To Mr. Tufte’s point on the power of a good graphic, those visuals did a better job in 5 minutes of providing fact-based, contextual credibility to the “why print is better for visualizing data” argument than Powerpoint-bashing / IPad- and IPhone-endorsing comments did for me in 6 hours. I am pretty sure HIS talk today could have been at least 25% shorter, as his “use good graphics and reduce meeting time” claim promises, had he replaced the Powerpoint-bashing with informative graphics… or better yet, if he changed is agenda from the negativity aimed at powerpoint to a positive, helpful, tool-agnostic visual aid tips & advice with a similar voice as this from presentation-skills.biz.
Please take my reaction with a grain of salt, as I might have had higher expectations than someone whose work might have paid for them to attend (since the $380 seminar cost came out of my personal savings), but statements like this did not site well with me either:
Claim: “IPhone single-handedly made smartphones possible when they made the resolution 160ppi”
My Reaction: According to Wikipedia, smartphones have existed and been defined as such since 1992, . My first smartphone was a Kyocera 6035 (I LOVED that device, btw) . I then got (and loved) a Palm Treo, followed by a few Windows CE devices before the IPhone even existed. I loved & appreciated every smartphone more than the one prior. Although I skipped the IPhone due to lack of slide-out QWERTY, my SmartPhone path continued with early adoption of the G1 up to my current smartphone, an Android myTouch 3g Slide. (I’m convinced that I’m a stronger believer than he is in his statement, “Don’t let the presentation medium matter. Depending on YOUR content, use whatever you need, to get your message to your audience.”) .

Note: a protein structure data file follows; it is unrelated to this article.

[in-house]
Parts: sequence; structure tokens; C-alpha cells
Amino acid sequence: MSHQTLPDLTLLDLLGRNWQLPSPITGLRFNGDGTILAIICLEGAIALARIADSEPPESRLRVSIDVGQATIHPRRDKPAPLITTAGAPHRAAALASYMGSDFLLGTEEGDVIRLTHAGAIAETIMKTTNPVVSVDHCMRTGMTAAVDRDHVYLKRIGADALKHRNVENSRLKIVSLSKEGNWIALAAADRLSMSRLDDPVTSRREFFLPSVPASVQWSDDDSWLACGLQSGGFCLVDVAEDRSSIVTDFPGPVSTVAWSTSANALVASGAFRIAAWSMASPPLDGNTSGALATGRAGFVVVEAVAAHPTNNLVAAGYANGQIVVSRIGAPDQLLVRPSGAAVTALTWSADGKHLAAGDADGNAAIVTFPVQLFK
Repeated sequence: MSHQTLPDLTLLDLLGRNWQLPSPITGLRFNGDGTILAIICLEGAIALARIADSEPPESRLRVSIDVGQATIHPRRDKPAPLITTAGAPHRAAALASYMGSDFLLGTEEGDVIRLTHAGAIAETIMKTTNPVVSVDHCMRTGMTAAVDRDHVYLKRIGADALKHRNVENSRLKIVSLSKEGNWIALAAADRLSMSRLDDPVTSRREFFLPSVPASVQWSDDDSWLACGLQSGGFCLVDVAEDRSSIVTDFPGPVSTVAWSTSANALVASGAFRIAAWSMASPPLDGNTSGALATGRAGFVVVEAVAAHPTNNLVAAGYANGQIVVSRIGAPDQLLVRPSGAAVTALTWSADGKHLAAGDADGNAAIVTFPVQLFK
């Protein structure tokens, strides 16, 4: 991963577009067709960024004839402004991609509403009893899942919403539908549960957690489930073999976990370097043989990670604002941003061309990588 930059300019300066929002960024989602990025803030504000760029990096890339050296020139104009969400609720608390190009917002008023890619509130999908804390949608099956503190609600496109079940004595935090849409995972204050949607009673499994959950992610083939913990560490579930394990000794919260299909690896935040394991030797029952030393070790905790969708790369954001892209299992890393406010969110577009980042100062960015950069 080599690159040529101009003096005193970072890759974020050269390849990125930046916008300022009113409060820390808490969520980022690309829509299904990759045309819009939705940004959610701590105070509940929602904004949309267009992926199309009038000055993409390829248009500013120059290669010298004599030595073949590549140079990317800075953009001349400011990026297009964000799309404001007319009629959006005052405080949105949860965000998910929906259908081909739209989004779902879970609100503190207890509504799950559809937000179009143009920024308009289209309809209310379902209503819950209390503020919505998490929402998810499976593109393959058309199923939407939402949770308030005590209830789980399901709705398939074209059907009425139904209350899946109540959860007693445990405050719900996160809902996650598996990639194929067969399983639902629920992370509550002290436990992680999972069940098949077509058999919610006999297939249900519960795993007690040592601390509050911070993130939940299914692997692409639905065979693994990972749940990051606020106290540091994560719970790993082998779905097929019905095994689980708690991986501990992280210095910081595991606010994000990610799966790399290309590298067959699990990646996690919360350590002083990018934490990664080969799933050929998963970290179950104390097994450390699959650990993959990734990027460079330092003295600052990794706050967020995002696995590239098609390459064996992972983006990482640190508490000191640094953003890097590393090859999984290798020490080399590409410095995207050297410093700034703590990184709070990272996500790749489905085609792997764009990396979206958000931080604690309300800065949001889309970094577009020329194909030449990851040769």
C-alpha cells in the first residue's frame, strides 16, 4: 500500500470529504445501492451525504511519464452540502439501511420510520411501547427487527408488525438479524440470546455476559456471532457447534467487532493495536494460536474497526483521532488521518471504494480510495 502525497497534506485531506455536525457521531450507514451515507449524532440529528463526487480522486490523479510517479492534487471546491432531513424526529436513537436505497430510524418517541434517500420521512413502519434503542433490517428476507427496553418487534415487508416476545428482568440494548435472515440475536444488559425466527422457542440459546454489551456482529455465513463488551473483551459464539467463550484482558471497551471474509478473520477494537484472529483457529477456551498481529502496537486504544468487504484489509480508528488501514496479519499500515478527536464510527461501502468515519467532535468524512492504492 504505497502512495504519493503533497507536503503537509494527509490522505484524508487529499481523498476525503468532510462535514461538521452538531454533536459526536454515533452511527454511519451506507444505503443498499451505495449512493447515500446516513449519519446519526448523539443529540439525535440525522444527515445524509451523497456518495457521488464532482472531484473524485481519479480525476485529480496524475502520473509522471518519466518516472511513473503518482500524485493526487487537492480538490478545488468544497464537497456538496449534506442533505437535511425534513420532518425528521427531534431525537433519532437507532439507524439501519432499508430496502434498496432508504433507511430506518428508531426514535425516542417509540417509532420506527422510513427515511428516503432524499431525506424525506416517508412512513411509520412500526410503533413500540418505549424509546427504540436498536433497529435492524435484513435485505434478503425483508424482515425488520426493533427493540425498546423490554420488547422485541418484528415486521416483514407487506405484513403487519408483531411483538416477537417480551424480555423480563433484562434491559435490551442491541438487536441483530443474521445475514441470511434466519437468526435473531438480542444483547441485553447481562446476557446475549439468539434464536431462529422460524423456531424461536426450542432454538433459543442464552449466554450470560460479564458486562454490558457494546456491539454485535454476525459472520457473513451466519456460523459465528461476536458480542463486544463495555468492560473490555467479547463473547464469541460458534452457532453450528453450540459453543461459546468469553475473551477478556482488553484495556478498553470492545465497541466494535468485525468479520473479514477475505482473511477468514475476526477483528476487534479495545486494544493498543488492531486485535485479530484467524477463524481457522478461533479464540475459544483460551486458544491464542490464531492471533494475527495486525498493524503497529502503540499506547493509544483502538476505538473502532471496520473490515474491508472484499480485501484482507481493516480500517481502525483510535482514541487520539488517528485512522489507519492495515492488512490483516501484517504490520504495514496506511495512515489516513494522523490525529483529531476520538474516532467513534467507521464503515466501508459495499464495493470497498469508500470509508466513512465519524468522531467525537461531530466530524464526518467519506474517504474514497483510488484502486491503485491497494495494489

Presentation Changes That Could Have Changed My Reaction: Once again, I wanted facts, history, and transparency. I wanted exactly what he was preaching: less “cherry-picking,” and and more credibility.
Had he changed his claim even to something as subjective as, “IPhone single-handedly made smartphones usable (or simply enjoyable) for the masses” and backed it up with a chart that showed a combination of smartphone history comparing sales with screen resolution, screen size, overall pixels, data plan offerings, etc., it would have been incredibly fascinating and compelling. The data that exists to back up a Visual Display of that Quantitative Information spans far & wide, and I personally would LOVE to see that captured & translated.
For example, when my Kyocera was released in February of 2001, its screen was 160×160 spanning a 2.5” diagonal (90.51 ppi) with 16 shades of gray, and it had 8MB of RAM & 2MB ROM.
When the he first IPhone was released in June of 2007, its screen was 480×320 spanning a 3.5” diagonal (163 ppi) with a 144-color LCD, and it had up to 16GB RAM with 128MB DRAM.
Facts like these, instead of an iphone video he made in 2004, could have changed my takeaways from wondering if Apple is paying him per times he mentions the IPad to being uplifted & inspired.
Rather than his repeated reminders of his disdain for “IT” and blanket statements that apps aren’t built how he envisions they should be, I could have been inspired if I had felt like he had attempted to help SOLVE the “problems” he’s’ so vocal about.
I would have loved to have seen even a tiny acknowledgement that many people are working very hard every day to innovate in inspiring ways that enable these wonderful, amazing improvements in our lives through more advanced technology. Instead, I walked away knowing he’s still bitter that his kiosk idea he came up with 17 years ago (that has been seen in his presentations by “over 250,000 people”) has still not been implemented.
I was also left wondering what grown-ups he shows his tiny, thin fonts to. Even in my 30s, most people I show 22+ point text messages from my Android to have to put on their glasses & squint to read two lines.
I admittedly get fired up when inspired by a speaker (or an experience or a learning). I was surprised and disappointed to agree with Craig Froehle’s reaction after seeing him in 2006 when I had full expectations & hopes to feel like Chris Sell after seeing him in 2004. I desperately wish I could have seen his seminar when his material still inspired him.
In conclusion, Edward Tufte is an obviously brilliant man, who currently seems inspired to create sculpture. After spending all day in his seminar, I was left wishing he was as inspired to create solutions.